25. 25. 24 • Checks are scanned and uploaded by the front-office clerks • OpenWhisk Bluemix resizes the scans in smaller sizes and stores them along with the originals into remote databases • Databases are replicated over to on-prem servers • On-prem OpenWhisk kickstarts the OCR, parses the checks and stores the result into a local database • Statistics such as the total amount processed, total checks that could not be parsed with success etc. are calculated by either the local or remote OpenWhisk systems, alternatively, based on an arbitrary dispatching method. These stats are stored in a remote database, which is replicated over a local instance continuously. • Clerks connect a local front-end to consult these statistics from the local database. “OpenChecks” OCR in a hybrid environment Hybrid Deployment with Cloud Bursting: Workflow Highlights
  26. 26. 25 Proof of Concept: OpenChecks OCR Hybrid Deployment with Cloud Bursting: Demo Front-end Statistics Screenshot
  27. 27. 26 • No data resides only in the cloud, there’s always a local replica. If necessary (regulatory concerns), there’s a way to use only on-prem storage. • Tasks are split in a hybrid way: part of the flow is done on-prem, the rest on the cloud. • This simulation stresses on the versatile nature of OpenWhisk: it both orchestrates (e.g. database change feeds handlers, statistics computation dispatcher) and processes (e.g. image resize, statistics computation). It is both the foreman and the laborer. • General deployment as well as DevOps integration is quick and should not disrupt other services • Big data document-based CouchDB (or Cloudant) is used in anticipation of large data volumes • Communication relies entirely on HTTPS REST APIs Proof of Concept: OpenChecks OCR Hybrid Deployment with Cloud Bursting: Architectural Highlights
  28. 28. 27 Agenda 4 Results, conclusions, future directions 1 Serverless architectures 2 Apache OpenWhisk on IBM Bluemix 3 Check processing overview and solution
  29. 29. 28 Cost savings estimation from a check processing use case 1 https://www.federalreserve.gov/paymentsystems/check_govcheckprocannual.htm Estimating that • Number of USA check transactions in 2016: 60 million1 • Average time of execution in seconds: 7 seconds • Allocated memory per execution in GB: 0.256 GB • Cost per GB-second of execution: 0.000017 USD With these estimations we can predict that the total yearly cost to process every paper check in 2016 would be approximately $1,830 USD if based on OpenWhisk. Yearly Cost = # of Executions x Average Time (in seconds) x Allocated Memory per Execution x $ per GB/second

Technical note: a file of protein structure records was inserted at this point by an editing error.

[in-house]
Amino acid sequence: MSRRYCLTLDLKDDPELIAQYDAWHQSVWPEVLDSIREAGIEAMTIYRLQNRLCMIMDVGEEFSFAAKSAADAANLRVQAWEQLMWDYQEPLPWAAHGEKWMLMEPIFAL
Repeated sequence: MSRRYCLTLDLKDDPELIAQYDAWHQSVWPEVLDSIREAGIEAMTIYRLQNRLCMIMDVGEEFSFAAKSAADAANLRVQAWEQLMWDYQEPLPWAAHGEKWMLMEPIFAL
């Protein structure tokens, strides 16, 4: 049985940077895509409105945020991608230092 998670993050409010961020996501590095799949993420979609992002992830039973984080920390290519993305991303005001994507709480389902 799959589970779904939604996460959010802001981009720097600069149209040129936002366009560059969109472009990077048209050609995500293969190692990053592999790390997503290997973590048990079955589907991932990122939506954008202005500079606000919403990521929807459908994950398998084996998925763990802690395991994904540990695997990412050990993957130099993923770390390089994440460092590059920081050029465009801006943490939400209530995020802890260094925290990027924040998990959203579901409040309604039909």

30. 30. 29 • As of today, the OCR service can only cover efficiently Account and Routing numbers for US bank checks. In the future, other technologies should be surveyed in order to handle the amounts on the checks. • The front-end is currently showing the checks statistics, for demonstration purposes. It should be enhanced to allow for data correction and validation from the clerks. • Beyond use by the clerks at the banks, the same logic could be used to support mobile check deposit (with deposit to acount information inferred from the user, and amount data input manually. • Another OpenWhisk function could be created in a similar fashion to integrate with Santander Bank internal systems of record. Proof of Concept: OpenChecks OCR Hybrid Deployment with Cloud Bursting: Challenges and Potential Improvements
  31. 31. 30 • The full cost of an on premises cluster of virtual machines or containers to run OpenWhisk (and CouchDB) in a highly available configuration should be weighed against the lower cost of using it on a hosted instance in Bluemix. There is cost versus risk, but the key thing is you have flexibility to decide with OpenWhisk. • Use the new release of the Watson text analysis service rather than packaging Tesseract with MICR training data in a Docker container (or using Tesseract.js). • With serverless, cost is tightly bound to value gained, so code optimizations are very important at scale. • There has been a lot of work done to make OpenWhisk actions runnable and testable locally outside the OpenWhisk environment. This is key to a an end to end workflow that requires versioning of functions. • OpenWhisk native sequences and triggers/feeds should be preferred over manual programmatic action chaining in order to support composability. Proof of Concept: OpenChecks OCR Hybrid Deployment with Cloud Bursting: Challenges and Potential Improvements
  32. 32. 31 Why use OpenWhisk on IBM Bluemix? Provides a rich ecosystem of building blocks from various domains. Supports an open ecosystem that allows sharing microservices via packages. Takes care of low-level details such as scaling, load balancing, logging and fault tolerance. Hides infrastructural complexity allowing developers to focus on business logic. Allows developers to compose solutions using modern abstractions and chaining. Charges only for code that runs. Is open and designed to support an open community. Supports multiple runtimes and arbitrary binary programs encapsulate in Docker containers.
  33. 33. 32 Try Apache OpenWhisk on IBM Bluemix bit.ly/ibm-ow
  34. 34. Thank you Our purpose is to help people and businesses prosper. Our culture is based on the belief that everything we do should be

×